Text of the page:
From: Dictionary of American Naval Fighting Ships


Reuben Chase joined Ranger as a seaman in 1777 and served during John Paul Jones' daring raid into British waters. Chase was appointed a midshipman in Bonhomne Richard 18 March 1779, and took part in the historic victory over HMS Serapis 23 September 1779. Chase (DD-323) was named in his honor.

Jehu Valentine Chase was born in Pattersonville, La., 10 January 1869, and graduated from the Naval Academy 6 June 1890. As commanding officer of Minnesota when she was mined in September 1918, Chase was awarded the Distinguished Service Medal in recognition of his splendid seamanship and leadership in bringing his ship safely to port without loss of life. Admiral Chase was Commander in Chief, United States Fleet, from 17 September 1930 to 15 September 1931, and Chairman of the General Board from April 1932 until his retirement in February 1933. He died at Coronado, Calif., 24 May 1937. Chase (DE-158) was named in his honor.


DE - 158: dp. 1,400 l. 306'1" b. 36'10"

dr. 9'5" s. 24 k. cpl. 186 a. 3 x 3", 3 x 21" tt., 8 dcp.,

1 dcp.(hh.), 2 dct. cl. Buckley

Chase (DE-158) was launched 24 April 1943 by Norfolk Navy Yard; sponsored by Mrs. J. V. Chase ; and commissioned 18 July 1943, Lieutenant Commander V. B. Staadecker, USNR, in command.

Between 14 September 1943 and 23 November 1944, Chase escorted six transatlantic convoys between New York and Norfolk and North African ports. During her second such crossing, while approaching Bizerte 20 April 1944, Chase fired on attacking enemy torpedo bombers, driving them off, then rescued swimming survivors from three torpedoed merchant ships. During the return passage, Chase joined in the search for the submarine which torpedoed Fechteler (DE-157) 5 May, and rescued 52 survivors of the sinking.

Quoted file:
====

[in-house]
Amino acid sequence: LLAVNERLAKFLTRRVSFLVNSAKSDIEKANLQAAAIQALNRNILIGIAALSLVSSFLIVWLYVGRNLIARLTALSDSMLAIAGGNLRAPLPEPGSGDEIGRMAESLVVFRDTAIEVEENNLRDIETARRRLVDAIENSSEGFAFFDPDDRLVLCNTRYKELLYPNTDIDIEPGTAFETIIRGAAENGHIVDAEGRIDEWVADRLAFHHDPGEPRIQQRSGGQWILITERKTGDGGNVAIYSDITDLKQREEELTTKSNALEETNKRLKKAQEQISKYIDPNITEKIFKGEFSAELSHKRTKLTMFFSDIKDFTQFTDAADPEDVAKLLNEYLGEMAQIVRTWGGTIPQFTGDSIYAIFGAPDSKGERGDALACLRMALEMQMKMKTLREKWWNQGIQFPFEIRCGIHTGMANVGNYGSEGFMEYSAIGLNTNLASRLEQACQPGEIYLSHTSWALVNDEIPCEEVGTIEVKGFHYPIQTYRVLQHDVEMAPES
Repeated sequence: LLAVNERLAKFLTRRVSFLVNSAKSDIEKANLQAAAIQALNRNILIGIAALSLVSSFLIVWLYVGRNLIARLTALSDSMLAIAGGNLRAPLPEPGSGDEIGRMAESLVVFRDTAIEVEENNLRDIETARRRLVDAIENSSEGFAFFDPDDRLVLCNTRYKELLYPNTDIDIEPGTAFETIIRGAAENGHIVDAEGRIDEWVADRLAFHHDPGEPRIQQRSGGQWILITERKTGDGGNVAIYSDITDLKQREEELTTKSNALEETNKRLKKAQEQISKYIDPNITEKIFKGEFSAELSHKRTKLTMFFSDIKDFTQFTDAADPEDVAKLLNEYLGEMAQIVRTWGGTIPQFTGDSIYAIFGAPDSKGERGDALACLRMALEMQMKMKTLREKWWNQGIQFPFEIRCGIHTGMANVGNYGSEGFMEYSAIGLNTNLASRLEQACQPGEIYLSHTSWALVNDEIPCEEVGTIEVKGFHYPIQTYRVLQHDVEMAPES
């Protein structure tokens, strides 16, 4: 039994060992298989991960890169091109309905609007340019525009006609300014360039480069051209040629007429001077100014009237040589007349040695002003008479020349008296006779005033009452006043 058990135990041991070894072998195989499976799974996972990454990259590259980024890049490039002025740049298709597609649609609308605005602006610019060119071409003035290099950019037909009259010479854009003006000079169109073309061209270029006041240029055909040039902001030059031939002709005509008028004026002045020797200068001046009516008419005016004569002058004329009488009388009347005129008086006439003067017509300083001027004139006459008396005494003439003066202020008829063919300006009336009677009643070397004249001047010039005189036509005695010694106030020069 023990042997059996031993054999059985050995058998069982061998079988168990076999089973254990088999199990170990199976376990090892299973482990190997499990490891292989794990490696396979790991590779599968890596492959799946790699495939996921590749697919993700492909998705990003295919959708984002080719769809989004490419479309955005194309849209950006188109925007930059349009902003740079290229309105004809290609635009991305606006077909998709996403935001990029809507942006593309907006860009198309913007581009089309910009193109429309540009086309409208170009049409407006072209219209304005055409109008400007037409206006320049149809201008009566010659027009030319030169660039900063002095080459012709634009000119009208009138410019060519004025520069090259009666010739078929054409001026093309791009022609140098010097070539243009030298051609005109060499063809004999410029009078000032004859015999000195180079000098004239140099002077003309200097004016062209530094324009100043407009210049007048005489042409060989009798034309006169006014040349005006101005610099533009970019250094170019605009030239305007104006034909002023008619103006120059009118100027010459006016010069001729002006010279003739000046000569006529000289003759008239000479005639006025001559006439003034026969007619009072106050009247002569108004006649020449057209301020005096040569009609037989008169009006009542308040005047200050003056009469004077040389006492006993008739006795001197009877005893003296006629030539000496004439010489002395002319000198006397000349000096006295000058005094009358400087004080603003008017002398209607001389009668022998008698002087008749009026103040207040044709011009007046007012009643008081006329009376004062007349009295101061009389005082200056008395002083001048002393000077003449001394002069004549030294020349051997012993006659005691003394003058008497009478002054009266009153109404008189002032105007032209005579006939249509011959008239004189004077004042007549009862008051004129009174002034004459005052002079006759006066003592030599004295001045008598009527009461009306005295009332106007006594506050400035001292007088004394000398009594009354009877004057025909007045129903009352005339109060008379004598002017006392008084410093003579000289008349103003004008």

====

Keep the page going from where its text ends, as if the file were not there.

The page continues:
Chase was reclassified APD-54 on 24 November 1944, and with conversion completed, sailed from Boston 4 February 1945 for Pacific action waters. She reached Ulithi 18 March, and next day got underway for the Okinawa operation, sailing with the group scheduled to simulate a landing on the southern coast of the island as a diversion from the main assaults. This diversion received more attention from enemy aircraft than did the main landings as they made their demonstration on 1 April. Chase joined in the blaze of antiaircraft fire which drove the enemy off, then moved north to join the antisubmarine screen protecting the landings. Aside from two brief voyages to Guam and Ulithi, Chase continued on the dangerous duty of patrol off Okinawa until 20 May. On 20 May, Chase fired successfully on a diving kamikaze, but had to maneuver violently to avoid the falling craft. It splashed, a scant 10 yards from the ship, and the explosion of the two bombs it carried ripped Chase 's hull open, flooding the engine and fire rooms. With her steering gear jammed at hard left rudder, Chase drove off another suicide plane. Listing so badly as to be in danger of capsizing, Chase was kept afloat by the skillful work of her crew and towed into Kerama Retto for repairs. She was later towed across the Pacific to San Diego, arriving 11 October. Here she was decommissioned 15 January 1946, and sold 13 November 1946.

Chase received two battle stars for World War II service.

Transcribed by:
HTML conversion by: EPM
Date: 15 Feb 1999